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Ife Journal of Science

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The contributions of biological science to national development: Nigerian experience

I.F Awosika

Abstract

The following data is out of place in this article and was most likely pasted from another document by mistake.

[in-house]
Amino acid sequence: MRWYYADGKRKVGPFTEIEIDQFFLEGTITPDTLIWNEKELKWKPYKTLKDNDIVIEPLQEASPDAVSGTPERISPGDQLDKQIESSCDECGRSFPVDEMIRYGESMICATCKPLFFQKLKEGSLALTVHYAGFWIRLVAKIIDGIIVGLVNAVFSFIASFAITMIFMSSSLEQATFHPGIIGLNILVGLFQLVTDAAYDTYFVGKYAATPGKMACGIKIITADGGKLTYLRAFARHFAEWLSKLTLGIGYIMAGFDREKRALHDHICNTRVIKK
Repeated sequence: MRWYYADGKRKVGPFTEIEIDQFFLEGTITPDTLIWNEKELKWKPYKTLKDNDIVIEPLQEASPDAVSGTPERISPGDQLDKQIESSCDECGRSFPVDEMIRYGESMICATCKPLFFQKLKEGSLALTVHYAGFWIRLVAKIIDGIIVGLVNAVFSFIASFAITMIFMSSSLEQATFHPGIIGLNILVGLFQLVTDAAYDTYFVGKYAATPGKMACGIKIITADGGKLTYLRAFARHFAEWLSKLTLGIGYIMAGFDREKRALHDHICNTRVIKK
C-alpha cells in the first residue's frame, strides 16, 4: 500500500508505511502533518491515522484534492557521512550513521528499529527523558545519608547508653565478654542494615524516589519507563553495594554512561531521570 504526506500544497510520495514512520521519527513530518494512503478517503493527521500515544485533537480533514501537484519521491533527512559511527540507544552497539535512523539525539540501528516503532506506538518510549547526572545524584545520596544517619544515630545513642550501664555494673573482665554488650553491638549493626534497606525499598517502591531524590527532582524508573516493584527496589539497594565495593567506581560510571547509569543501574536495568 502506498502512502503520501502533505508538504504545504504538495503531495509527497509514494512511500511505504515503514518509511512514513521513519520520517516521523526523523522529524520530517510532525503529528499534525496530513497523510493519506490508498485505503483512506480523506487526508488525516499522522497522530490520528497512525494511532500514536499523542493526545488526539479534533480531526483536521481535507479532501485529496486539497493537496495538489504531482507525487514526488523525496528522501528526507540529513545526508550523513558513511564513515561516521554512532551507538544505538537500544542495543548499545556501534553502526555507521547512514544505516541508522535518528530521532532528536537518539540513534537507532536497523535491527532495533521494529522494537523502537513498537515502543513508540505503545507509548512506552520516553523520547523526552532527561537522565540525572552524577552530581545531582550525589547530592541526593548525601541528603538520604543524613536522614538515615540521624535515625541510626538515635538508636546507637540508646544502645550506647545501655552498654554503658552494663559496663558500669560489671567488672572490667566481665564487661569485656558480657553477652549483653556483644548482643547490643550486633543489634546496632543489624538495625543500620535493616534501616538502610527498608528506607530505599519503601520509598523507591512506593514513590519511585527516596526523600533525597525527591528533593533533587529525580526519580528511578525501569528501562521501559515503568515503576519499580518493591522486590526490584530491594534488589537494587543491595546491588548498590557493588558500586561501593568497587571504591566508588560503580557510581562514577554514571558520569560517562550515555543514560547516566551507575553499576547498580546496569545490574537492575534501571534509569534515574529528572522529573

The world is a global village and globalization is a process of interaction and integration among the people, companies, and government of different nations, a process driven by international trade and investment and aided by information technology. This process has effects on the environment, on culture, on political systems, on economic development and prosperity, and on human physical well being in societies around the world. This current wave of globalization has been driven by policies that have opened economies domestically and internationally. Science has been the principal driver of globalization. Advances in information technology, in particular, have dramatically transformed economic life. Information technologies have given all sorts of individual economic actors-consumers, investors, businesses-valuable new tools for identifying and pursuing economic opportunities, including faster and more informed analyses of economic trends around the world, easy transfers of assets, and collaboration with far-flung partners. Therefore, the imperative role of science to national development cannot be neglected and there is a lively debate on the link between biological science and national development. The motivations for science research way from one field to another. Some science questions have immediate goals, clearly directed towards solving specific problems or addressing particular conditions in society. Much medical research, for example, focuses on finding answers to questions such as why cancer cell develop and how to inhibit their growth. Military research is also usually focused, investigating, for instance, the effect of strong bursts of electromagnetic energy on missile guidance systems. Material sciences explore the properties of substances that make them useful in applications such as TV transmission, power distribution, or computer chip manufacture. Other biological sciences pursue questions more distant from current everyday concerns: biochemists seek to understand how complex protein molecules fold into their compact forms; astronomers attempt to discern whether the expanding universe will ever stop and recollapse; and high energy physicists probe the forces and particles at the heart of all matter, at the smallest distance scales imaginable. Biological science generate continuous innovation (technological, organizational, managerial) generated by learning entities that have been shown to be responsible not only for productivity increases, but also for dynamic competitive advantage of firms, industries and nations in the unfolding global economy. This presupposes that science is multidimensional and it is inevitable for any society aspiring for national development. Therefore, this paper argues essentially, that biological science is a sine qua non for national development.



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